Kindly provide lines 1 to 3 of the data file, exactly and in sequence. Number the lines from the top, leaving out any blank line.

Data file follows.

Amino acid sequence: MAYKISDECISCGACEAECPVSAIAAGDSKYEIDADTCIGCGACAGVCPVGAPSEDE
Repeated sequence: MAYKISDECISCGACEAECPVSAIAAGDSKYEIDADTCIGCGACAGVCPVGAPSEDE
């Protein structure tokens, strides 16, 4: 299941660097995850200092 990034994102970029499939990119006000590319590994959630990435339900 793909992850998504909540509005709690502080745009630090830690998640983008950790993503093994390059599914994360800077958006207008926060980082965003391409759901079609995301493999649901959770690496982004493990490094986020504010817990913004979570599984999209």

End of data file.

Amino acid sequence: MAYKISDECISCGACEAECPVSAIAAGDSKYEIDADTCIGCGACAGVCPVGAPSEDE
Repeated sequence: MAYKISDECISCGACEAECPVSAIAAGDSKYEIDADTCIGCGACAGVCPVGAPSEDE
């Protein structure tokens, strides 16, 4: 299941660097995850200092 990034994102970029499939990119006000590319590994959630990435339900 793909992850998504909540509005709690502080745009630090830690998640983008950790993503093994390059599914994360800077958006207008926060980082965003391409759901079609995301493999649901959770690496982004493990490094986020504010817990913004979570599984999209």